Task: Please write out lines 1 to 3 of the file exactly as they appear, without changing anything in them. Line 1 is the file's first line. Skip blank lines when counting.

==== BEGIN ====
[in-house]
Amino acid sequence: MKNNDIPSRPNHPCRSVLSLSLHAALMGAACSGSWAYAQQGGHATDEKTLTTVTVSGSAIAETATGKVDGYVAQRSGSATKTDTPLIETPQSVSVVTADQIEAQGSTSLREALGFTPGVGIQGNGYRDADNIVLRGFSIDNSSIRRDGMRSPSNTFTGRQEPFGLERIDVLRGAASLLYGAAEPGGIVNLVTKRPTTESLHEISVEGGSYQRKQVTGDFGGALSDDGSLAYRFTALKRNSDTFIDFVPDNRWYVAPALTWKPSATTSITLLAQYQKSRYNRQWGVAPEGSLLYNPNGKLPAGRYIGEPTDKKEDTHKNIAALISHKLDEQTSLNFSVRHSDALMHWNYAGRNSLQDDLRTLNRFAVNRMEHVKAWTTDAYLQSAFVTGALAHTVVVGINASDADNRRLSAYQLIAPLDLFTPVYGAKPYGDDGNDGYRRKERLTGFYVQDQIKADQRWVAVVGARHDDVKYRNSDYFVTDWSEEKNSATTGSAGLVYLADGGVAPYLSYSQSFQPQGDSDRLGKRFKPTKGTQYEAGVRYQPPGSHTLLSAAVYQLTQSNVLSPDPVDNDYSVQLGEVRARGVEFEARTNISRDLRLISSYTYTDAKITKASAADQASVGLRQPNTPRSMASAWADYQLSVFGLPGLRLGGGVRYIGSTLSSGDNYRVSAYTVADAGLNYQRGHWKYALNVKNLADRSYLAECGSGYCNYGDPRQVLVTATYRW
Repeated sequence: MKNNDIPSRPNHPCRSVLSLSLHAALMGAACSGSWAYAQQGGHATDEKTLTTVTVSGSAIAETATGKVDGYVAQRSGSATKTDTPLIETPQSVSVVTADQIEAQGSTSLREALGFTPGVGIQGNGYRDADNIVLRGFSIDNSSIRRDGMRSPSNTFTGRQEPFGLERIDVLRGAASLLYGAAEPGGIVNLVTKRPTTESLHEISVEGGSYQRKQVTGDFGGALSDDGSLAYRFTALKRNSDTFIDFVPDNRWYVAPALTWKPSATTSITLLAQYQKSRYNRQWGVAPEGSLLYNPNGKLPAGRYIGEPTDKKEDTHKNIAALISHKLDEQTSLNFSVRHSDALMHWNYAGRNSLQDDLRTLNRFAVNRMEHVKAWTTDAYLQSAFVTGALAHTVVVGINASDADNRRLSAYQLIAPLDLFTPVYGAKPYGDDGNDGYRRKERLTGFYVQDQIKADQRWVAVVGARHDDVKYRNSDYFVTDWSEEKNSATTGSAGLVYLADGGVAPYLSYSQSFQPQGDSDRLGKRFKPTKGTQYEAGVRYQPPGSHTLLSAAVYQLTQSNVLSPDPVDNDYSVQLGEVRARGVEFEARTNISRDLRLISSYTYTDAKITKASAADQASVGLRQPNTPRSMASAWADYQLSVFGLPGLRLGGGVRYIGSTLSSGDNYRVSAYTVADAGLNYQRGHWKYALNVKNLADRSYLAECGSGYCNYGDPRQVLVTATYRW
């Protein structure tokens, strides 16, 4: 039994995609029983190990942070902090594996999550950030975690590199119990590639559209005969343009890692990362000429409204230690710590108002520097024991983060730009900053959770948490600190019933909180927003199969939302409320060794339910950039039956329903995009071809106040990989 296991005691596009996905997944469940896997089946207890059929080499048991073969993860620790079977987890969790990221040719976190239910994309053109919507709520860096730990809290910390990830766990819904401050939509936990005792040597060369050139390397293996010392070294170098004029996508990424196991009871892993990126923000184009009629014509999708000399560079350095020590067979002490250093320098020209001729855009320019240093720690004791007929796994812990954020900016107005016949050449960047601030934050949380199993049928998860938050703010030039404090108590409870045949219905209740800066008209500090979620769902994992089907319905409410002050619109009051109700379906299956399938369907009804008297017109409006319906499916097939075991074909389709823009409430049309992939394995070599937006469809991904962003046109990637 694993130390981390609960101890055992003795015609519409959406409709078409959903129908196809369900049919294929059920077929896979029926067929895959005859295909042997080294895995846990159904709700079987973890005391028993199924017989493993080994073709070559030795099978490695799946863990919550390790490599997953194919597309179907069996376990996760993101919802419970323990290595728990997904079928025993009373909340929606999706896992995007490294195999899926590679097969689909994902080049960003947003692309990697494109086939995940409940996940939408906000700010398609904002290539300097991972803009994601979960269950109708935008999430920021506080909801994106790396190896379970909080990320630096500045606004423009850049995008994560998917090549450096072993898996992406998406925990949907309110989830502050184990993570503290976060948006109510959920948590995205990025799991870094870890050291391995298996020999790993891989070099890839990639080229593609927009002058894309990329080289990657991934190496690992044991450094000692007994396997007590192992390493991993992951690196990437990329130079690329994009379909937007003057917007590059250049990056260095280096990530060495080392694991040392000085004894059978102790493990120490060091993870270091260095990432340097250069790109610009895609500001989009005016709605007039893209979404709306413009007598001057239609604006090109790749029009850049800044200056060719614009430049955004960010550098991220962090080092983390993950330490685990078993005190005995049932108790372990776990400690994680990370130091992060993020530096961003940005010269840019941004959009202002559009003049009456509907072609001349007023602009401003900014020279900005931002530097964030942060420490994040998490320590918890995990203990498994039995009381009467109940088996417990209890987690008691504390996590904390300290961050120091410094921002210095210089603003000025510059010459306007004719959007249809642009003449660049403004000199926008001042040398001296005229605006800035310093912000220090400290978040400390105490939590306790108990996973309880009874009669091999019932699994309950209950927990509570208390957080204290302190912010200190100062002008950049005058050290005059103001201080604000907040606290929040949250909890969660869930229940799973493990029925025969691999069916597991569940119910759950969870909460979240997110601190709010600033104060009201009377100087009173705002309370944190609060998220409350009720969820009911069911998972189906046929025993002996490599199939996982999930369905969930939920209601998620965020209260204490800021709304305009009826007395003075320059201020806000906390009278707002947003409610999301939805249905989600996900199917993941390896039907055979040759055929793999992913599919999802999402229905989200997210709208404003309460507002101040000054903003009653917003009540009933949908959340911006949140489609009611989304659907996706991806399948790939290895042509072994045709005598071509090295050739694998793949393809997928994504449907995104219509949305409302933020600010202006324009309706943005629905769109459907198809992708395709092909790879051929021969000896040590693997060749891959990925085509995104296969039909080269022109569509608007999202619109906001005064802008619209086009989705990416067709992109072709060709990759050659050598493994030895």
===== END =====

[in-house]
Amino acid sequence: MKNNDIPSRPNHPCRSVLSLSLHAALMGAACSGSWAYAQQGGHATDEKTLTTVTVSGSAIAETATGKVDGYVAQRSGSATKTDTPLIETPQSVSVVTADQIEAQGSTSLREALGFTPGVGIQGNGYRDADNIVLRGFSIDNSSIRRDGMRSPSNTFTGRQEPFGLERIDVLRGAASLLYGAAEPGGIVNLVTKRPTTESLHEISVEGGSYQRKQVTGDFGGALSDDGSLAYRFTALKRNSDTFIDFVPDNRWYVAPALTWKPSATTSITLLAQYQKSRYNRQWGVAPEGSLLYNPNGKLPAGRYIGEPTDKKEDTHKNIAALISHKLDEQTSLNFSVRHSDALMHWNYAGRNSLQDDLRTLNRFAVNRMEHVKAWTTDAYLQSAFVTGALAHTVVVGINASDADNRRLSAYQLIAPLDLFTPVYGAKPYGDDGNDGYRRKERLTGFYVQDQIKADQRWVAVVGARHDDVKYRNSDYFVTDWSEEKNSATTGSAGLVYLADGGVAPYLSYSQSFQPQGDSDRLGKRFKPTKGTQYEAGVRYQPPGSHTLLSAAVYQLTQSNVLSPDPVDNDYSVQLGEVRARGVEFEARTNISRDLRLISSYTYTDAKITKASAADQASVGLRQPNTPRSMASAWADYQLSVFGLPGLRLGGGVRYIGSTLSSGDNYRVSAYTVADAGLNYQRGHWKYALNVKNLADRSYLAECGSGYCNYGDPRQVLVTATYRW
Repeated sequence: MKNNDIPSRPNHPCRSVLSLSLHAALMGAACSGSWAYAQQGGHATDEKTLTTVTVSGSAIAETATGKVDGYVAQRSGSATKTDTPLIETPQSVSVVTADQIEAQGSTSLREALGFTPGVGIQGNGYRDADNIVLRGFSIDNSSIRRDGMRSPSNTFTGRQEPFGLERIDVLRGAASLLYGAAEPGGIVNLVTKRPTTESLHEISVEGGSYQRKQVTGDFGGALSDDGSLAYRFTALKRNSDTFIDFVPDNRWYVAPALTWKPSATTSITLLAQYQKSRYNRQWGVAPEGSLLYNPNGKLPAGRYIGEPTDKKEDTHKNIAALISHKLDEQTSLNFSVRHSDALMHWNYAGRNSLQDDLRTLNRFAVNRMEHVKAWTTDAYLQSAFVTGALAHTVVVGINASDADNRRLSAYQLIAPLDLFTPVYGAKPYGDDGNDGYRRKERLTGFYVQDQIKADQRWVAVVGARHDDVKYRNSDYFVTDWSEEKNSATTGSAGLVYLADGGVAPYLSYSQSFQPQGDSDRLGKRFKPTKGTQYEAGVRYQPPGSHTLLSAAVYQLTQSNVLSPDPVDNDYSVQLGEVRARGVEFEARTNISRDLRLISSYTYTDAKITKASAADQASVGLRQPNTPRSMASAWADYQLSVFGLPGLRLGGGVRYIGSTLSSGDNYRVSAYTVADAGLNYQRGHWKYALNVKNLADRSYLAECGSGYCNYGDPRQVLVTATYRW